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The Federal Communications Commission is supposed to ensure that the electronic media serve the public interest. A rule currently on the FCC books, however, works primarily to serve the interests of some 30 of America’s wealthiest individuals. That’s why the FCC appears poised to end its blackout rule for National Football League games.

For many years, NFL television contracts have prohibited the broadcast of any game in a local market in which the stadium is not sold out. The NFL wants to guarantee the revenue stream that sold-out stadiums provide, even though some economists claim there is no connection between putting games on television and fan attendance at events.

The FCC decided in 1975 to support the NFL’s local broadcast ban for games in which tickets remain by also prohibiting cable or satellite services from bypassing the local ban with imported broadcasts of those blacked out games. Thus, the NFL, which already has anti-trust protection from the government, has also had FCC collaboration in preventing fans from seeing their hometown teams on television.

The rule was targeted late last football season by then acting FCC chair Mignon Clyburn, who proposed getting the FCC out of the sports blackout business and ordered a rulemaking process. Clyburn questioned whether the blackout rules were in the public interest, “particularly at a time when higher ticket prices and the economy make it difficult for many sports fans to attend games.”

Another FCC commissioner, Ajit Pai, had even stronger words against the rule in a speech last month in Buffalo. “I don’t believe the government should intervene in the marketplace and help sports leagues enforce their blackout policies. Our job is to serve the public interest, not the interests of team owners.”

The location of Pai’s speech is noteworthy. The Buffalo Bills games have been subject to blackouts more often in recent years than any other NFL team. By the way, late season games in Buffalo are cold. And the Bills haven’t had a winning season since 2004.

Current FCC chair Tom Wheeler has also announced his opposition and will call for an FCC vote to discontinue its blackout provisions at a meeting later this month.

The NFL faces fourth and very long in its efforts to keep this rule, but that hasn’t kept it from a massive lobbying/public relations effort, complete with scare tactics and half-baked reasoning. The NFL, for example, has enlisted the National Association of Broadcasters to threaten that elimination of the FCC rule could eventually lead to all games being telecast only on pay services, not free over-the-air channels. Missing from that argument is the fact that could only happen if the NFL itself chose to move in that direction.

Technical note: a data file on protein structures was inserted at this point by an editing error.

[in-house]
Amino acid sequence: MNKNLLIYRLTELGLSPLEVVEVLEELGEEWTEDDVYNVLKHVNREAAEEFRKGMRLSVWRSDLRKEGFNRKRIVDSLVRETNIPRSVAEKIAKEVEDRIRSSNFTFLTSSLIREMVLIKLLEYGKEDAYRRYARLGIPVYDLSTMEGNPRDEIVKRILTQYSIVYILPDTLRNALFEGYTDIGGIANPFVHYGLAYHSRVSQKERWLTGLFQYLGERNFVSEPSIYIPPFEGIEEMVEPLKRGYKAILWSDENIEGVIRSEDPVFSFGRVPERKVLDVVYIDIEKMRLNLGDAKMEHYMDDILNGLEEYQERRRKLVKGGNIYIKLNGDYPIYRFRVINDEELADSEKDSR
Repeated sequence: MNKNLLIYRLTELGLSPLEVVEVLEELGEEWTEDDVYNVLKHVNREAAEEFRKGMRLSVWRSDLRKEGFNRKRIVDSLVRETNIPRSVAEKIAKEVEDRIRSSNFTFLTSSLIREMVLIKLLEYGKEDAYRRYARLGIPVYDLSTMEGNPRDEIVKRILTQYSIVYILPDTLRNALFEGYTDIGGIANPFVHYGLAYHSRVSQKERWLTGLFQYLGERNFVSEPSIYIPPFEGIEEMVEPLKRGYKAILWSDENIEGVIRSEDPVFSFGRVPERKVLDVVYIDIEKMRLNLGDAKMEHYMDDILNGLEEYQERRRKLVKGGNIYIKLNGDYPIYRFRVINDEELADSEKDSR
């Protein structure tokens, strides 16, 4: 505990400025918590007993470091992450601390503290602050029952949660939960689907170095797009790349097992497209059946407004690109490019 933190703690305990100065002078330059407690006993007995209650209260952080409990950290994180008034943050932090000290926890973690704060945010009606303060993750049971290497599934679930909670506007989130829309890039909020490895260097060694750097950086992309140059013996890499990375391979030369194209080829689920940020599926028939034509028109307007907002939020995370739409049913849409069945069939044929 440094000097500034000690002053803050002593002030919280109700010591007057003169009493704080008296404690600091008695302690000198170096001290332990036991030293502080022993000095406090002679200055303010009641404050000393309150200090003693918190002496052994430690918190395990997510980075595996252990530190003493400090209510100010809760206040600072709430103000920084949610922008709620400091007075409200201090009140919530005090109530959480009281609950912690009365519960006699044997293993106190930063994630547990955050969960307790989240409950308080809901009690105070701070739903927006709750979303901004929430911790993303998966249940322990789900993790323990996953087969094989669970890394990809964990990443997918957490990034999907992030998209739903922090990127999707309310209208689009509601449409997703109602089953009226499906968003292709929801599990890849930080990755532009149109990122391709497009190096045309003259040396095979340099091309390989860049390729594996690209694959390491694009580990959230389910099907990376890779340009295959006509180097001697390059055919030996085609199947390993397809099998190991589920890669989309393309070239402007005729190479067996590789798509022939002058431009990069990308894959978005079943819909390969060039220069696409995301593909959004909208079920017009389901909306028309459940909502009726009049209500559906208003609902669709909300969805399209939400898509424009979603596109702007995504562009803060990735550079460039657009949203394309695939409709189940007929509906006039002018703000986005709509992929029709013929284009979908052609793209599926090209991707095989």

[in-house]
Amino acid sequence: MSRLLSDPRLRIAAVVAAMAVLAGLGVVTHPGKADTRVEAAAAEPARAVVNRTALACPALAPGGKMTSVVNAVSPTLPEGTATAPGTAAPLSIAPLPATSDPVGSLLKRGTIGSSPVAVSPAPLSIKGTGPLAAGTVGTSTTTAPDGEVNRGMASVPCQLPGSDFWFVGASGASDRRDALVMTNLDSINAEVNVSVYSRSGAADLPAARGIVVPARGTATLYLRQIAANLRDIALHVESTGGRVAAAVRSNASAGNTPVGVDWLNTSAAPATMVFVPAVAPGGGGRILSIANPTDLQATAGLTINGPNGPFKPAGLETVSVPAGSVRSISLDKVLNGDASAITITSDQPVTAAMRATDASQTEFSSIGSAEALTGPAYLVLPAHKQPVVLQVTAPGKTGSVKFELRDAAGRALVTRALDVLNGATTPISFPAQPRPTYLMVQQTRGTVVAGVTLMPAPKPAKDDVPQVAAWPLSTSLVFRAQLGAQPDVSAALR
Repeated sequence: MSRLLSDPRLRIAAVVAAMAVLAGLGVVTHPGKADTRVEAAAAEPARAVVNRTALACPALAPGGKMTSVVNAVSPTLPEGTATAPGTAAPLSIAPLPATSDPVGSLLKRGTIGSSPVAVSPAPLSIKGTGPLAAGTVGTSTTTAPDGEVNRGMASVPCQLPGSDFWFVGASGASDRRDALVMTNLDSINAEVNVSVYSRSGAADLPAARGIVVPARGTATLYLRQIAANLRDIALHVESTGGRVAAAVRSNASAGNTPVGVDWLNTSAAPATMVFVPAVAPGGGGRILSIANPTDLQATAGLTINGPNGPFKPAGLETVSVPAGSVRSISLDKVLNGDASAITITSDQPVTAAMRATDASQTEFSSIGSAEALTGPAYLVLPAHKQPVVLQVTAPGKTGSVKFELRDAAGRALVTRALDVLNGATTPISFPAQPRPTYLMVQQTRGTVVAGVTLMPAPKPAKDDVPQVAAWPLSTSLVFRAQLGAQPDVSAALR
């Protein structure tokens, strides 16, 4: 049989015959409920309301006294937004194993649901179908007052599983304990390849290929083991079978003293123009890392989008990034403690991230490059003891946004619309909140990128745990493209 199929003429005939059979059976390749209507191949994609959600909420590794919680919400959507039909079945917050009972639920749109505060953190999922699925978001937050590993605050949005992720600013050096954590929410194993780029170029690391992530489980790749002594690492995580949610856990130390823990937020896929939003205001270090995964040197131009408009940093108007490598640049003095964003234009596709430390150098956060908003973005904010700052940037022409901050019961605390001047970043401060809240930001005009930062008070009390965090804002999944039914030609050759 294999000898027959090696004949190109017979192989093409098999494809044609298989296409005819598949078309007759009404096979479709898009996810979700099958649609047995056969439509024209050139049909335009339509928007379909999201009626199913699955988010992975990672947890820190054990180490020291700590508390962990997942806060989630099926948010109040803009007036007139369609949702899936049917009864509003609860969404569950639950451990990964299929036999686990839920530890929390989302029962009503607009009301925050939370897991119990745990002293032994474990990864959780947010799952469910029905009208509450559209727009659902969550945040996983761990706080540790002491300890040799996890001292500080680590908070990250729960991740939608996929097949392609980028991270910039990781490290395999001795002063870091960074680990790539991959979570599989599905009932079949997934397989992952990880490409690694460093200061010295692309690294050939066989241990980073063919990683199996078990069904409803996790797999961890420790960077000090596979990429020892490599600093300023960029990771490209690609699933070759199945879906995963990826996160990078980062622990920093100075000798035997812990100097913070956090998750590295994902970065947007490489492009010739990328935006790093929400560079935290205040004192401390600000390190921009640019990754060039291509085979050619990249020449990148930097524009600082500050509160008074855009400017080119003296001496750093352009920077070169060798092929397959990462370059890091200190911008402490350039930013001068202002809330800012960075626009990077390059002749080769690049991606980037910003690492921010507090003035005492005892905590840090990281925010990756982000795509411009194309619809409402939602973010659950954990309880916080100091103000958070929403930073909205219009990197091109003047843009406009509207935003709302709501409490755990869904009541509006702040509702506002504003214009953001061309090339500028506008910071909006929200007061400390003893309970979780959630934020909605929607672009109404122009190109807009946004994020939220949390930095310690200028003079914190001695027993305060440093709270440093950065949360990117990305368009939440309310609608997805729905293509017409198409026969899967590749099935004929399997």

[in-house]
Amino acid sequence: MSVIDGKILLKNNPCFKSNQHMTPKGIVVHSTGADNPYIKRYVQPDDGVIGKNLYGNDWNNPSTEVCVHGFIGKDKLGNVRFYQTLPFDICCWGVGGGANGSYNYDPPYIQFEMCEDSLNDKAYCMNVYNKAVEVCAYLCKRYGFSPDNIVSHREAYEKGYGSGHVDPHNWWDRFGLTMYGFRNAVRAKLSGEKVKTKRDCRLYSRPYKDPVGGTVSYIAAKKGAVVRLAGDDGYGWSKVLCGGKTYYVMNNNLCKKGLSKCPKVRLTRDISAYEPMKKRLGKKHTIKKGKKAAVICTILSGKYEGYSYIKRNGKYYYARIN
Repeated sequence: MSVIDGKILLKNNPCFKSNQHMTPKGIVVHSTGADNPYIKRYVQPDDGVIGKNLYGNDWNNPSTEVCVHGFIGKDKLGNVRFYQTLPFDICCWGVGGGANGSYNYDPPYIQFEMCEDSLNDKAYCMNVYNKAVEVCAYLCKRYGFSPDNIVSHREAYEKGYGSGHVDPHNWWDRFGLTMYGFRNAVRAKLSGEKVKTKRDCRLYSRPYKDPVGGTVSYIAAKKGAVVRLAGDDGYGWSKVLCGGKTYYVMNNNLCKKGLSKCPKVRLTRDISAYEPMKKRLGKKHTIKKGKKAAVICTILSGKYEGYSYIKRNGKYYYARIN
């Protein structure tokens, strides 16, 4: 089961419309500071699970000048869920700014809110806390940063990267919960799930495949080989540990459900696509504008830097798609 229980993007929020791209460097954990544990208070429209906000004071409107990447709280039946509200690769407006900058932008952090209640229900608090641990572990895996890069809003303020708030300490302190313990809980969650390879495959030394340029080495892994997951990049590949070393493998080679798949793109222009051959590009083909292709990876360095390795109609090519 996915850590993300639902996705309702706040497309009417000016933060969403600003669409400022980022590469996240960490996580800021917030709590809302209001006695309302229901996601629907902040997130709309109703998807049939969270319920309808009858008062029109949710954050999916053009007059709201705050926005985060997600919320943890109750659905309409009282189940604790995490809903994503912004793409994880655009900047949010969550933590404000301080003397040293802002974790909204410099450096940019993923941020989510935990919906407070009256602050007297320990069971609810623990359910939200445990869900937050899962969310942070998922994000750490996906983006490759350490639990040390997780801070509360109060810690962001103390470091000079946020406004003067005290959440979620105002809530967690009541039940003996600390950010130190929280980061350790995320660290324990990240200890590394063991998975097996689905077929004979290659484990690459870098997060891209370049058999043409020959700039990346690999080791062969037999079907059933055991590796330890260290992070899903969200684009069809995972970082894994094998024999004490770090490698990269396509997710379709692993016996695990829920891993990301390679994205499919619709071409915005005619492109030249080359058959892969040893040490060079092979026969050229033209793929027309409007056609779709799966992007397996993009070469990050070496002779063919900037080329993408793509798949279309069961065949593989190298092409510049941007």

The NFL has also gotten the support of the Conference of State Legislatures and the Congressional Black Caucus to claim that elimination of the rule would hurt local economies by keeping fans away on game days, thus harming stadium employees, nearby restaurant owners and so forth. The reality is that stadiums fail to sell out when teams lose too much or inclement weather interferes. The FCC blackout rule doesn’t fix either of these problems.

The NFL generates about $10 billion a year in revenue, the biggest chunks coming from television contracts and merchandising. Ticket sales just aren’t as big a factor as in 1975. It is unfathomable to think that the NFL will suffer financial harm if a few seats remain unsold in Jacksonville on a given weekend, but their long-suffering fans watch the game anyway on an imported cable signal. The NFL money machine generated $275 million in new money this fall by signing up CBS to air just eight Thursday night games. That should be more than enough to cover a few empty seats in Buffalo in December.

Virtually all NFL owners are billionaires. Meanwhile, television ratings hinge on the eyeballs of millions of fans who can’t afford to pay high prices to attend a game in person at stadiums, many of which were built with taxpayer money from these same fans. It is high time for the FCC to end this 40-year losing streak and win one for the fans.

Jeffrey M. McCall is a professor of communication at DePauw University in Greencastle, Ind., and author of “Viewer Discretion Advised: Taking Control of Mass Media Influences.”

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